Update: EU hits Microsoft with new antitrust charges
Regulators object to Microsoft's bundling of IE with Windows
Computerworld - Microsoft Corp. confirmed today that European Union regulators have formally accused the company of breaking antitrust laws by including the company's Internet Explorer (IE) browser with the Windows operating system.
"Yesterday, Microsoft received a Statement of Objections from the Directorate General for Competition of the European Commission," the company said in a statement on Friday. "The Statement of Objections expresses the Commission's preliminary view that the inclusion of Internet Explorer in Windows since 1996 has violated European competition law."
According to Microsoft, the EU claimed that "other browsers are foreclosed from competing because Windows includes Internet Explorer."
The Norwegian browser maker that first filed a complaint with about Internet Explorer applauded the EU's move. "We commend the Commission for taking the next step towards restoring competition in a market that Microsoft has strangled for more than a decade," said Jon von Tetzchner, the CEO of Opera Software ASA. "[This] demonstrates that the Commission is serious about getting Microsoft to start competing on the merits in the browser market and letting consumers have a real choice of browsers."
In December 2007, Norwegian browser maker Opera Software ASA filed a complaint with the EU that argued Microsoft stifled competition by bundling IE with Windows, and that the U.S. developer hindered interoperability by not following accepted Web standards.
In its December 2007 complaint to the EU, Opera argued that Microsoft stifled competition by bundling IE with Windows, and that the U.S. developer hindered interoperability by not following accepted Web standards.
At the time, the Competition Commission said it would "study this complaint carefully." Later, when it announced an official investigation, it credited Opera's complaint for jump-starting its action.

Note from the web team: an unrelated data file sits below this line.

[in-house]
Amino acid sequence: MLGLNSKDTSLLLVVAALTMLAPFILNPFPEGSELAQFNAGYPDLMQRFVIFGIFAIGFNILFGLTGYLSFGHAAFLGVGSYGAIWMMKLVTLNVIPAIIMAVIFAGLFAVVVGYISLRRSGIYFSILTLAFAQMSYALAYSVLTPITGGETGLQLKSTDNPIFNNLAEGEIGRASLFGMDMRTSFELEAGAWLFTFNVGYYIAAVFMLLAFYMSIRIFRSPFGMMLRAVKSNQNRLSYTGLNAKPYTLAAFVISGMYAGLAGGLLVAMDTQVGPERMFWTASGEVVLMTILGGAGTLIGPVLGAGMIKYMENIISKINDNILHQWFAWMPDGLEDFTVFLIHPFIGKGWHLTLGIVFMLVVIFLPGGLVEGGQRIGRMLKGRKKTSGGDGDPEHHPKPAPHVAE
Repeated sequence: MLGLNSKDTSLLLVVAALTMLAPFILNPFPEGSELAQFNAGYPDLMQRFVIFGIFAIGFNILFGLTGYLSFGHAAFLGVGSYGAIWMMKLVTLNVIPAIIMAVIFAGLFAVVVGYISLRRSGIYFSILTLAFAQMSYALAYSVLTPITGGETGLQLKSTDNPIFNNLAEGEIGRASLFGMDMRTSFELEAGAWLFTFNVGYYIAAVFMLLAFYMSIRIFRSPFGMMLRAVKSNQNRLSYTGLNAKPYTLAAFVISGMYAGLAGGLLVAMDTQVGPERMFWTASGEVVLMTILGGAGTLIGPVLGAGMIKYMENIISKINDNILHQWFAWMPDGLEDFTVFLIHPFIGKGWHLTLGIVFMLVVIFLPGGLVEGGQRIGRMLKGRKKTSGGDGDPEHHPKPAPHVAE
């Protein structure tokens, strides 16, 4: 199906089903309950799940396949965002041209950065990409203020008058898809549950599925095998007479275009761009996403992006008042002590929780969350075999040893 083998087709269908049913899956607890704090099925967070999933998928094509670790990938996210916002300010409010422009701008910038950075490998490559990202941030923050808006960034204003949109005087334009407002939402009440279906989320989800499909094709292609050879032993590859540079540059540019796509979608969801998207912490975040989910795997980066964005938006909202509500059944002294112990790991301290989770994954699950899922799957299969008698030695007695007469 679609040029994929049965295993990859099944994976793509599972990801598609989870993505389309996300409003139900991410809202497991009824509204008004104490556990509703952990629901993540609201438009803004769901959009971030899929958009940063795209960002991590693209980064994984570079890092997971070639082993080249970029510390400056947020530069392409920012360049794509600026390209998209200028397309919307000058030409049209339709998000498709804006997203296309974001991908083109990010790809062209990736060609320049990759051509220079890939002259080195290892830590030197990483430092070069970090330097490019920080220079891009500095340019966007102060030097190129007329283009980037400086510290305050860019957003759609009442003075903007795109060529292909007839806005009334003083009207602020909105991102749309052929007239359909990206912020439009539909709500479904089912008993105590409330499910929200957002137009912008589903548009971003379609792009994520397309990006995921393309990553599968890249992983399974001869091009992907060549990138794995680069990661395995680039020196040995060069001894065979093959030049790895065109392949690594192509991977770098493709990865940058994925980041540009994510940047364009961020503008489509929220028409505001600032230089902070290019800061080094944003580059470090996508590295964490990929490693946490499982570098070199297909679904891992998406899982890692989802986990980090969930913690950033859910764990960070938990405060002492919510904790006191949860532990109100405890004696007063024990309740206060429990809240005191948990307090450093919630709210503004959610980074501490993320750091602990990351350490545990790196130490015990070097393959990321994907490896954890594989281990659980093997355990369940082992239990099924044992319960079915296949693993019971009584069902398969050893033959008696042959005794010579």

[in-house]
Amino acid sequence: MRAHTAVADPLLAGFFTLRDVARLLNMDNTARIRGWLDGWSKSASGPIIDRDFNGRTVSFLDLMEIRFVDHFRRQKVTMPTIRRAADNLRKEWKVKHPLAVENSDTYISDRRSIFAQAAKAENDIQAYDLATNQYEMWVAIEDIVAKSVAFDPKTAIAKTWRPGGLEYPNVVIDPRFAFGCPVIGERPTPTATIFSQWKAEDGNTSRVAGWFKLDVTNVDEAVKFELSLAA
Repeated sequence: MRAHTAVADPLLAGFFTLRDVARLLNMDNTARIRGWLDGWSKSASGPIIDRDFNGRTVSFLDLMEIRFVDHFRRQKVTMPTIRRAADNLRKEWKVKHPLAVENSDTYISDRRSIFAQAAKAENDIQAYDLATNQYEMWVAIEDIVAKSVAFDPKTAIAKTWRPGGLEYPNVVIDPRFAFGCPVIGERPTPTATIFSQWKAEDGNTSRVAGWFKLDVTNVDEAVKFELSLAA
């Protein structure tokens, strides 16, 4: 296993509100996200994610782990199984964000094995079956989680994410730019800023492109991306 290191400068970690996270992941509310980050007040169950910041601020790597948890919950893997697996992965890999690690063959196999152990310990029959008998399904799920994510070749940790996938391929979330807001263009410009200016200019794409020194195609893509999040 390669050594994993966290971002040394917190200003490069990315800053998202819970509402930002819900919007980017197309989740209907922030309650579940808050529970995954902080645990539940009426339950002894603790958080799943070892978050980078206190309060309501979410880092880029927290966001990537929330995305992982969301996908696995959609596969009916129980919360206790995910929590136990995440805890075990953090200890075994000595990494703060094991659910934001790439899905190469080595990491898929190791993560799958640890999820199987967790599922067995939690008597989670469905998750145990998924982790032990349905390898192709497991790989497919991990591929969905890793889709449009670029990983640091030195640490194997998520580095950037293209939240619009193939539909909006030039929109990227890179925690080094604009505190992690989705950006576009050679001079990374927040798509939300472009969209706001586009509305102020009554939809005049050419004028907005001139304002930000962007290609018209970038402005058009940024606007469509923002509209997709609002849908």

Several months earlier, the EU's second-highest court had ruled against Microsoft's appeal of a landmark 2004 antitrust ruling, and reaffirmed record-setting fines. Within a month, Microsoft caved on all counts, saying it would not appeal further and would slash licensing prices for Windows protocols.
Closing that case, however, did not mean that the EU would back off. In February 2008, after the EU levied a final $1.3 billion fine on Microsoft for the 2004 violations, Neelie Kroes, the head of the Competition Commission, warned Microsoft that it faced further action. "This is about the 2004 decision only," Kroes said in 2007, talking about the latest fine, "and not about any of Microsoft's other actions."
Investigations announced a month before, including one based on Opera's complaint about IE, would continue, she said. "There are lessons I hope Microsoft will learn," she added at the time.
The EU is also investigating a complaint that involves Microsoft's Office suite. That complaint was filed by the European Committee for Interoperable Systems, a trade group whose members include many of Microsoft's rivals, including Adobe Systems Inc., IBM, Oracle Corp. and Sun Microsystems Inc., and deals with Office 2007's native file format, Open XML.
Today, Microsoft said it is "committed to conducting our business in full compliance with European law," phrasing that it has used in the past when responding to EU antitrust actions. It said it would respond to the charges within the next two months, as it is allowed by law, and left open the door to requesting a hearing, as is its right.
The EU Completion Commission was not available for comment Friday.
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